Monday, May 01, 2006

Seven Pillars of Wisdom

I just finished T.E. Lawrence's Seven Pillars of Wisdom, all 605 pages, in just three days of being ill. The most interesting part of it for me was that the Arab revolt was a truly all-volunteer force. There were no medals for bravery, nor were there punishments (other than social) for cowardice. No one had to go farther than he willed, no one had to take any order. They did not have to fear reprisals, since the Turks did not have the mobility to control the desert. This had several odd effects on the Arab Revolt:

Victory was nearly as dangerous for them as defeat. When they won a victory, and everyone had loaded as much loot as their camel could carry, they dispersed back to their homes. After every victory followed a period of rebuilding the force--waiting for the army to squander its new wealth and return to the ranks.

Casualties were a very serious concern. Throughout the book, Lawrence was weighting the achievement of this or that objective in its price in men, and deciding that it wasn't worth it. There was one instance in which he took the opportunity to destroy a Turkish battalion of about a thousand men, at the cost of only a few dozen killed, and regretted it because that one battalion, far from its supply lines in hostile territory with no transport (after the first raid), would have dissolved on its own.

Most of his time was spent, as he termed it, "preaching". Only through persuasion could they keep the army together. Every shiek, every person with any sort of power, had to be persuaded, as well as all of the men under them.

I wonder how such a truly all-volunteer force would work today. I suppose the cost of easy-come, easy-go recruits was minimal, as the army was, for the most part, self-arming and self-trained. It would, at the very least, restrict the kinds and manner of wars in which a nation could get involved. What if, prior to an invasion, the commander had to get volunteer troops, with the knowledge that those troops could quit at any time if they didn't like it? Perhaps the only way to create such an all-volunteer force would be to artificially construct the warlike society of Bedouin Arabia, by sending all males through bootcamp--so everyone was prepared for war--and then allowing them to participate if they chose. At least I know that it has worked once in history, I wonder if it could work again.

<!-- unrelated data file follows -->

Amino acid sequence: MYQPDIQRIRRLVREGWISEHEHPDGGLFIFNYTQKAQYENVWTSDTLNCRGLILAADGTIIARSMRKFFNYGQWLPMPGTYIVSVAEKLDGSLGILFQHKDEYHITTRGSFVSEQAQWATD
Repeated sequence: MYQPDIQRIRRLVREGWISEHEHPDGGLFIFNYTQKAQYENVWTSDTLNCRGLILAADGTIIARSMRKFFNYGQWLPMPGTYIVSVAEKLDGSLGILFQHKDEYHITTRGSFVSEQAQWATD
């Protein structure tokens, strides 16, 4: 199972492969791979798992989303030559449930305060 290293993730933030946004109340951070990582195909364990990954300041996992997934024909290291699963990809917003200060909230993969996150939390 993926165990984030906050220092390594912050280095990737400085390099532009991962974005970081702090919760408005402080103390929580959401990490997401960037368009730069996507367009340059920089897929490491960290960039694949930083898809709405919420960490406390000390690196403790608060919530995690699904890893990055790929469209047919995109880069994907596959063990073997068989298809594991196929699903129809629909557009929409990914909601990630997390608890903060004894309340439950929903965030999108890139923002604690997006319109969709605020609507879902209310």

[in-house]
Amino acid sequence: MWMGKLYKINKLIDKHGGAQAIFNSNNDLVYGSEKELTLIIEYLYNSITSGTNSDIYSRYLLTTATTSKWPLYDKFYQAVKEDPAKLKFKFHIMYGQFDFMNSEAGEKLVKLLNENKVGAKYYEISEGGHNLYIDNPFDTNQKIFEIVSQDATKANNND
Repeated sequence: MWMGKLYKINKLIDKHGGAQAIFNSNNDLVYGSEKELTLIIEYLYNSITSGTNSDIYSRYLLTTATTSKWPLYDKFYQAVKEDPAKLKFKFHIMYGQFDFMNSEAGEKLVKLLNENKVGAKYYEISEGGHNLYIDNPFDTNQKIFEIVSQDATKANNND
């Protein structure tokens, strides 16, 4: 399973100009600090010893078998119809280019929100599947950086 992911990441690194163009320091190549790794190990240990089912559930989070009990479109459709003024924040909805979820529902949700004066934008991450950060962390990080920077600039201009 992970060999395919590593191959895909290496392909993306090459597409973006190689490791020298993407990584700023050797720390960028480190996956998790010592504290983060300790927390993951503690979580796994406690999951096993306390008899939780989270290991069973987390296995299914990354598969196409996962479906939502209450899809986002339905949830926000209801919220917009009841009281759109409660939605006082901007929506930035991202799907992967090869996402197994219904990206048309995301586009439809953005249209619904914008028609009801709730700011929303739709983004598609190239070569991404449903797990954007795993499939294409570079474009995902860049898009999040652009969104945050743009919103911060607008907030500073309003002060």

4 Comments:

Blogger Noumenon said...

The worse things get, the worse this should work. The ratio of loot to danger has to be pretty high for the prisoners' dilemma of "fight or run away" to come out "fight." Try this essay application of game theory to warfare. Here is my favorite part, showing how little "volunteering" there was in a historical military:

"This brings me to the much-maligned British army of the eighteenth century, We all learn in elementary school about the foolish British, who dressed up their troops in bright scarlet uniforms and lined them up in rigid formations for the brave American revolutionaries to shoot at. The assumption (as in the nationalistic histories of most nations) is that we were smart and they were dumb and that explains it all. I am in no sense an expert in eighteenth-century military history, but I think I have a more plausible explanation. The British troops were armed with short-range muskets and bayonets, hence the relevant decision for them, as for the spearmen of a few centuries before, was to fight or to run. In order to make sure they fought, their commanders had to be able to see if someone was starting to run; rigid geometric formations and bright uniforms are a sensible way of doing so.

Bright uniforms serve the same purpose in another way as well--they make it more difficult for soldiers who run away to hide from the victorious enemy, and thus decrease the gain from running away. Of course the fugitive can always take off his uniform, assuming he has enough time (perhaps that was why they had so many buttons), but young men running around the countryside in their underwear are almost as conspicuous as soldiers in red uniforms.